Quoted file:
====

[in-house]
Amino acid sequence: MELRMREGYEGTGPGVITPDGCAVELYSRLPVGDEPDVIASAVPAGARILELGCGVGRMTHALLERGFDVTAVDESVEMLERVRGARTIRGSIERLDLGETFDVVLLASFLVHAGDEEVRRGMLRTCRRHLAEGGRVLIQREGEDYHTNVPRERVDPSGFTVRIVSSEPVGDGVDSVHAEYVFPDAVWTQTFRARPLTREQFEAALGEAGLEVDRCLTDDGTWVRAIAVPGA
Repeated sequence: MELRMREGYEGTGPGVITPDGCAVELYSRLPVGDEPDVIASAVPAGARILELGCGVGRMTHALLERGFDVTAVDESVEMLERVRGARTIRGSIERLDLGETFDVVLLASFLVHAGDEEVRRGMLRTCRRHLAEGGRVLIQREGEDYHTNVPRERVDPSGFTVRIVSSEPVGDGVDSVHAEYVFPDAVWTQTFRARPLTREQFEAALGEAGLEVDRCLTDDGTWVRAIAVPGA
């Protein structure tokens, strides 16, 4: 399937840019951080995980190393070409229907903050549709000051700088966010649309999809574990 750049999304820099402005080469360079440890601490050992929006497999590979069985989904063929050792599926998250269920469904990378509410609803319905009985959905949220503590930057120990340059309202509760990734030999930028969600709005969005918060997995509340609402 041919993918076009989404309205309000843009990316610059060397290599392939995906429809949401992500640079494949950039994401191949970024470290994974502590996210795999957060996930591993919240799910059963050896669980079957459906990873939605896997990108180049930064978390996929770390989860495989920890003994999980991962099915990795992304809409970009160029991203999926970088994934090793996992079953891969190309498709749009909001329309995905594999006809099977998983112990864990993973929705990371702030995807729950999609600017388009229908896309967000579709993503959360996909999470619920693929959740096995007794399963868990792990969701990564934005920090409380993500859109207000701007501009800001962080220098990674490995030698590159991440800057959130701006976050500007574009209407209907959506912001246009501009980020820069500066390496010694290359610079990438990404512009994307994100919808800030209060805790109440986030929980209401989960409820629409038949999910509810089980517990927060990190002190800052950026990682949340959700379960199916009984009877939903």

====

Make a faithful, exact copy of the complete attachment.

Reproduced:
[in-house]
Amino acid sequence: MELRMREGYEGTGPGVITPDGCAVELYSRLPVGDEPDVIASAVPAGARILELGCGVGRMTHALLERGFDVTAVDESVEMLERVRGARTIRGSIERLDLGETFDVVLLASFLVHAGDEEVRRGMLRTCRRHLAEGGRVLIQREGEDYHTNVPRERVDPSGFTVRIVSSEPVGDGVDSVHAEYVFPDAVWTQTFRARPLTREQFEAALGEAGLEVDRCLTDDGTWVRAIAVPGA
Repeated sequence: MELRMREGYEGTGPGVITPDGCAVELYSRLPVGDEPDVIASAVPAGARILELGCGVGRMTHALLERGFDVTAVDESVEMLERVRGARTIRGSIERLDLGETFDVVLLASFLVHAGDEEVRRGMLRTCRRHLAEGGRVLIQREGEDYHTNVPRERVDPSGFTVRIVSSEPVGDGVDSVHAEYVFPDAVWTQTFRARPLTREQFEAALGEAGLEVDRCLTDDGTWVRAIAVPGA
């Protein structure tokens, strides 16, 4: 399937840019951080995980190393070409229907903050549709000051700088966010649309999809574990 750049999304820099402005080469360079440890601490050992929006497999590979069985989904063929050792599926998250269920469904990378509410609803319905009985959905949220503590930057120990340059309202509760990734030999930028969600709005969005918060997995509340609402 041919993918076009989404309205309000843009990316610059060397290599392939995906429809949401992500640079494949950039994401191949970024470290994974502590996210795999957060996930591993919240799910059963050896669980079957459906990873939605896997990108180049930064978390996929770390989860495989920890003994999980991962099915990795992304809409970009160029991203999926970088994934090793996992079953891969190309498709749009909001329309995905594999006809099977998983112990864990993973929705990371702030995807729950999609600017388009229908896309967000579709993503959360996909999470619920693929959740096995007794399963868990792990969701990564934005920090409380993500859109207000701007501009800001962080220098990674490995030698590159991440800057959130701006976050500007574009209407209907959506912001246009501009980020820069500066390496010694290359610079990438990404512009994307994100919808800030209060805790109440986030929980209401989960409820629409038949999910509810089980517990927060990190002190800052950026990682949340959700379960199916009984009877939903």